I am altering the deal. Pray I don't alter it any further.
In a closely watched case involving rendition and torture, a lawyer for the Obama administration seemed to surprise a panel of federal appeals judges on Monday by pressing ahead with an argument for preserving state secrets originally developed by the Bush administration.
Dammit. I voted for Obama knowing full well that he'd be terrible on the economy. So I can forgive panicky and poorly thought-out 'stimulus' packages. I don't like them, but I knew what I was getting into. The reason I made this bargain was for a reversal of some of the sickening abuses of government power propagated by the Bush administration. Obama's first steps were positive, but there are some troubling elements.
Several WoT detainees filed suit with a Boeing logistics and airlift subsidiary, Jeppesen Dataplan, charging them with transporting detainees to other countries for the purposes of torture. They allege that Jeppesen Dataplan provided the transport services for the "extraordinary rendition" program. Essentially, Bush lawyers argued that some of the things they did were so secret that we couldn't even begin to discuss them in court without jeopardizing national security. That effectively removes huge swaths of government activity from any form of oversight.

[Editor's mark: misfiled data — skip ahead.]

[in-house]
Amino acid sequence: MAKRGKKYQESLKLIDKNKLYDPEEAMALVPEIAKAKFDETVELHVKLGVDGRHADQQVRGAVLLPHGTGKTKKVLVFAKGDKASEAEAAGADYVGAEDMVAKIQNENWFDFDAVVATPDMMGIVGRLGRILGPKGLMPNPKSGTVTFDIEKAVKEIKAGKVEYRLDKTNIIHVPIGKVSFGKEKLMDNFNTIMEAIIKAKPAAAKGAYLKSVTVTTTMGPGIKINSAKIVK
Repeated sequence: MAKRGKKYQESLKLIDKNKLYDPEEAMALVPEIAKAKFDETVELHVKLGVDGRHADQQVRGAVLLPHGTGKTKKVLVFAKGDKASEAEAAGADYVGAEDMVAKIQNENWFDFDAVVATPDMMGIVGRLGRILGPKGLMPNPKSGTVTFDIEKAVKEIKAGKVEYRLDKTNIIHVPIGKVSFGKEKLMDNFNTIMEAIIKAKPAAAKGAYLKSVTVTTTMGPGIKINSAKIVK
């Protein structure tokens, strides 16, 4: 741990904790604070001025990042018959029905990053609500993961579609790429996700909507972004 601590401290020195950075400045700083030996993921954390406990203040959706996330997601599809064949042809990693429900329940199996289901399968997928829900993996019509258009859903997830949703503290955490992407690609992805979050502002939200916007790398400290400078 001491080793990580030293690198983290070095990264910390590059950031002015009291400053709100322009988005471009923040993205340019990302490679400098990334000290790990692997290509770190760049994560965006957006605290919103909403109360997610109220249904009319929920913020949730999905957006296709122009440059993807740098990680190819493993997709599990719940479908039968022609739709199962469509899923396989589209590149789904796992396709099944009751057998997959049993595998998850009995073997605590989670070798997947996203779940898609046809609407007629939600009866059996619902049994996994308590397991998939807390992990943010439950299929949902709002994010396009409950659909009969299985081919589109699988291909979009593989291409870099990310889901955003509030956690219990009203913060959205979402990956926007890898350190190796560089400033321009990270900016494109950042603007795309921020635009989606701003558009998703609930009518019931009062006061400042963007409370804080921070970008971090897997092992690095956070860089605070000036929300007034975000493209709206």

Extraordinary rendition has been one of the blackest spots on America's reputation. If the Obama administration is going to continue to invoke un-reviewable state-secret justifications to prevent investigations of wrongdoing on the part of the government, then he's not living up to the standards he needs to. He'll find his support among civil libertarians waning if he gets up to too much of these kinds of shenanigans.
Hat Tip, Radley Balko.